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Toxins (Basel). 2010 Jul;2(7):1751-73. doi: 10.3390/toxins2071751. Epub 2010 Jul 5.

Food poisoning and Staphylococcus aureus enterotoxins.

Author information

1
Department of Functional Biology (Section of Microbiology) and University Institute of Biotechnology of Asturias (IUBA), University of Oviedo, Oviedo, Spain. argudinmaria@gmail.com

Abstract

Staphylococcus aureus produces a wide variety of toxins including staphylococcal enterotoxins (SEs; SEA to SEE, SEG to SEI, SER to SET) with demonstrated emetic activity, and staphylococcal-like (SEl) proteins, which are not emetic in a primate model (SElL and SElQ) or have yet to be tested (SElJ, SElK, SElM to SElP, SElU, SElU2 and SElV). SEs and SEls have been traditionally subdivided into classical (SEA to SEE) and new (SEG to SElU2) types. All possess superantigenic activity and are encoded by accessory genetic elements, including plasmids, prophages, pathogenicity islands, vSa genomic islands, or by genes located next to the staphylococcal cassette chromosome (SCC) implicated in methicillin resistance. SEs are a major cause of food poisoning, which typically occurs after ingestion of different foods, particularly processed meat and dairy products, contaminated with S. aureus by improper handling and subsequent storage at elevated temperatures. Symptoms are of rapid onset and include nausea and violent vomiting, with or without diarrhea. The illness is usually self-limiting and only occasionally it is severe enough to warrant hospitalization. SEA is the most common cause of staphylococcal food poisoning worldwide, but the involvement of other classical SEs has been also demonstrated. Of the new SE/SEls, only SEH have clearly been associated with food poisoning. However, genes encoding novel SEs as well as SEls with untested emetic activity are widely represented in S. aureus, and their role in pathogenesis may be underestimated.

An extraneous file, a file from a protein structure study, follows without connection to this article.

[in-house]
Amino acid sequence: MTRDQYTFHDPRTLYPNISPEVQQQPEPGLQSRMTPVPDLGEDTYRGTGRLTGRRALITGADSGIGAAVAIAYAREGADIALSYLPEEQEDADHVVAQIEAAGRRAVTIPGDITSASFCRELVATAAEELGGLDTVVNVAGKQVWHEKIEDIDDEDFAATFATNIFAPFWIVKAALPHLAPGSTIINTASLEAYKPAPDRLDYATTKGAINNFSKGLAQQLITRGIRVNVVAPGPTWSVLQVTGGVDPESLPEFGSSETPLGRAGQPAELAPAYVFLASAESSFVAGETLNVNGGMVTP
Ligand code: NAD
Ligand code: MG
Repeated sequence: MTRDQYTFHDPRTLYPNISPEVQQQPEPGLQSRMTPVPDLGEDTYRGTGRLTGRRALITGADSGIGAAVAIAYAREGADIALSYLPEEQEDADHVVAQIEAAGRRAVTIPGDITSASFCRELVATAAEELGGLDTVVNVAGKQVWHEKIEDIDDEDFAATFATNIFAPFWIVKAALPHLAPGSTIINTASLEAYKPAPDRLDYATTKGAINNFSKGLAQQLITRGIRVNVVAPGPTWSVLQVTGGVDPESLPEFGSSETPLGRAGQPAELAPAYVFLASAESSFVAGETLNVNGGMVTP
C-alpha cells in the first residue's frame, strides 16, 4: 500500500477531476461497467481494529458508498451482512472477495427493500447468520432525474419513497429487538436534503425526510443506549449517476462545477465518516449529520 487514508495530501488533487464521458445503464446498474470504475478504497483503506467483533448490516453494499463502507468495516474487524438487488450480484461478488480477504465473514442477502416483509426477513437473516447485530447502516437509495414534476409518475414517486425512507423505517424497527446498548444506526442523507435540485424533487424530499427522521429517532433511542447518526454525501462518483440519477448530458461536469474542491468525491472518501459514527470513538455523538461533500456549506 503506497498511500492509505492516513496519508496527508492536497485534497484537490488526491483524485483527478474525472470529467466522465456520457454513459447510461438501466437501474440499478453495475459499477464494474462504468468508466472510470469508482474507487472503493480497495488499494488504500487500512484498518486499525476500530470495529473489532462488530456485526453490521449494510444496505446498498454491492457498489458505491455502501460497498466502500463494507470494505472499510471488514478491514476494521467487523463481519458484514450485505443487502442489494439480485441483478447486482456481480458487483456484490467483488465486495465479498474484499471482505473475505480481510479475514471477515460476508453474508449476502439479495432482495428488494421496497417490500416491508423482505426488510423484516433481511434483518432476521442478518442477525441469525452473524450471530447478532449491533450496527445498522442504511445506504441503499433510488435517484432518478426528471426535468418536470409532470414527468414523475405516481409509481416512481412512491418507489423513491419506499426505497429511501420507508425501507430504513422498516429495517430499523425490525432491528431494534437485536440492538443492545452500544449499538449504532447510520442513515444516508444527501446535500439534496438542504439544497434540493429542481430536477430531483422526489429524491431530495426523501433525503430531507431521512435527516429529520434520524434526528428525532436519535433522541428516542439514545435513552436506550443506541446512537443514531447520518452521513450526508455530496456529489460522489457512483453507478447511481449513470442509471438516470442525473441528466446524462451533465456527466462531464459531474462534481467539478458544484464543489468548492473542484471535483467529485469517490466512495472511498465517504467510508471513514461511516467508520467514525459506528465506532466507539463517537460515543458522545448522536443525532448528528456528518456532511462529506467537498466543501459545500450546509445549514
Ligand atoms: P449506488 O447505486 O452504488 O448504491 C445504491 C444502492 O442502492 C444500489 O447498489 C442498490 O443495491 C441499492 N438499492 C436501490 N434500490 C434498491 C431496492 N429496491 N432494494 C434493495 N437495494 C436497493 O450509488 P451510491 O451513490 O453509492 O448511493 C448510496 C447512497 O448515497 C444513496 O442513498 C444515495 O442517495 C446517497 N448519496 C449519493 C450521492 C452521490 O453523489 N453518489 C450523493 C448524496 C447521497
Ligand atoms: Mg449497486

KEYWORDS:

Staphylococcus aureus; emetic activity; food poisoning; gene location; staphylococcal enterotoxins; superantigens

PMID:
22069659
PMCID:
PMC3153270
DOI:
10.3390/toxins2071751
[Indexed for MEDLINE]
Free PMC Article

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